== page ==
An algorithm for load balancing in network management applications managing Virtualised Network Functions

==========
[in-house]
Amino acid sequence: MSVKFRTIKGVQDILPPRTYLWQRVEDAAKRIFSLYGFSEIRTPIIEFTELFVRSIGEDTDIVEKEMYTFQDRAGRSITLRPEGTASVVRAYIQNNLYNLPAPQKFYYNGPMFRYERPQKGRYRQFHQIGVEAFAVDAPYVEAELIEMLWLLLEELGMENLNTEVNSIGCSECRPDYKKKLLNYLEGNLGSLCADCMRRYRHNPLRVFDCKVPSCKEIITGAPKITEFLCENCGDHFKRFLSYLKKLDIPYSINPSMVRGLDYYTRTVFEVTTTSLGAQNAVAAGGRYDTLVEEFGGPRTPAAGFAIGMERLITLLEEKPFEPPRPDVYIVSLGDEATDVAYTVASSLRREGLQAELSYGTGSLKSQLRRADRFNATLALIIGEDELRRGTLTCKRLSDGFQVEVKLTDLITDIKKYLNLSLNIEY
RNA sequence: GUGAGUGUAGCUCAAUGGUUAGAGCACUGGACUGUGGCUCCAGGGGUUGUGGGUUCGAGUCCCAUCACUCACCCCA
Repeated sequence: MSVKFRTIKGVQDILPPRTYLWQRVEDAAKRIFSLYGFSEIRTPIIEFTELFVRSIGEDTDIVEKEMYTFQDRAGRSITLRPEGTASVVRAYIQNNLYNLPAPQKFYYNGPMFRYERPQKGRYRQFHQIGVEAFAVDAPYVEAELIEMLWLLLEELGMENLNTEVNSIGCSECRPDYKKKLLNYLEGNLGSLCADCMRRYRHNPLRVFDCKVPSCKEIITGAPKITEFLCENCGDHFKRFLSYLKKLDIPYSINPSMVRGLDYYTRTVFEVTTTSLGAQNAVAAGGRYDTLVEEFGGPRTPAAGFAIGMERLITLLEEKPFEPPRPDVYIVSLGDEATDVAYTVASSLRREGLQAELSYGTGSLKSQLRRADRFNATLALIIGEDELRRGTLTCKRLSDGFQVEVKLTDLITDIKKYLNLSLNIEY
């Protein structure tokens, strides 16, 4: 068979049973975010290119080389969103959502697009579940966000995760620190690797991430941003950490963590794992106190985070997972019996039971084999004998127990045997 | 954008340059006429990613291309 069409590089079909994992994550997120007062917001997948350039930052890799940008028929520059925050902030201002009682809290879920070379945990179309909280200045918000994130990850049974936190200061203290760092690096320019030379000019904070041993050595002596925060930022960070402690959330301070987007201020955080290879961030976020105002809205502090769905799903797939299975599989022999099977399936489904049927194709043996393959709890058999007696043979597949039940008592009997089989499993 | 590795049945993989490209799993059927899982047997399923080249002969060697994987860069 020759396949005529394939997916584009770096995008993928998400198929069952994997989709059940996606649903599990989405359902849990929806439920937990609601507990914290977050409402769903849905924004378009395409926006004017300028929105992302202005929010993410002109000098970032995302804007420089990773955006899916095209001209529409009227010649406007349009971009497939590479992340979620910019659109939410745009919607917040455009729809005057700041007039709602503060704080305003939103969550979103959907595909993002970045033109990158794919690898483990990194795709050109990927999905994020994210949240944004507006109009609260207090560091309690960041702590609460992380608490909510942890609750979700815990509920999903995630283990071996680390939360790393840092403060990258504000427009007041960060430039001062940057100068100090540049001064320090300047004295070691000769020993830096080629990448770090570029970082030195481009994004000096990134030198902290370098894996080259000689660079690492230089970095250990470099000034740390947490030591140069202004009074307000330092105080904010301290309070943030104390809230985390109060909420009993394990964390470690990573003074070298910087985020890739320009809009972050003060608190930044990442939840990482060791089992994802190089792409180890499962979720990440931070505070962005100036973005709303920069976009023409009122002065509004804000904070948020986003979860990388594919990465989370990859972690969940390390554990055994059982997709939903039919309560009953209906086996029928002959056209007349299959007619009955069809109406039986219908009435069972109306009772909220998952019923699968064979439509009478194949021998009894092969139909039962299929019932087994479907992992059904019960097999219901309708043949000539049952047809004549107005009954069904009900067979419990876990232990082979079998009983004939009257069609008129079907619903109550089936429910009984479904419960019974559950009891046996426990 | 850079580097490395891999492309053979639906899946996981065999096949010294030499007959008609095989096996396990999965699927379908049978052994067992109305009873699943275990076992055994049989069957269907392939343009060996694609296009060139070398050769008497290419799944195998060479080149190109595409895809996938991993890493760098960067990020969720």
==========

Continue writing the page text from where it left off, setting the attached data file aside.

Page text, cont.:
Virtual Network Functions (VNFs) promise great efficiencies in deploying and operating new services, in terms of performance, resiliency and cost. However, today most operational VNF clouds are still generally static after their initial instantiation, thus not realizing many of the potential benefits of virtualization and enhanced orchestration. In this paper, we explore a large-scale operational instantiation of a virtual Domain Name System (vDNS) and present an analytical framework and platform to improve its efficiency during normal and adverse network traffic conditions, such as those caused by Distributed Denial-of-Service (DDoS) attacks and site failures. Using dynamic virtual machine instantiation, we show that under normal daily cycles we can run vDNS resolvers at higher target load, increasing the transactional efficiency of the underlying hardware by more than 10%, and improving client latency due to lower recursion rates. We demonstrate a method of reducing reaction time and service impacts due to malicious network traffic, such as during a DDoS event, by automatically redeploying virtual resources at selected nodes in the network. We quantify the tradeoff between spare hardware costs and latency under site failures, taking advantage of SDN controller-based flow redirection. This work is part of AT&T's ongoing network transformation through network function virtualization (NFV), software-defined networking (SDN), and enhanced orchestration.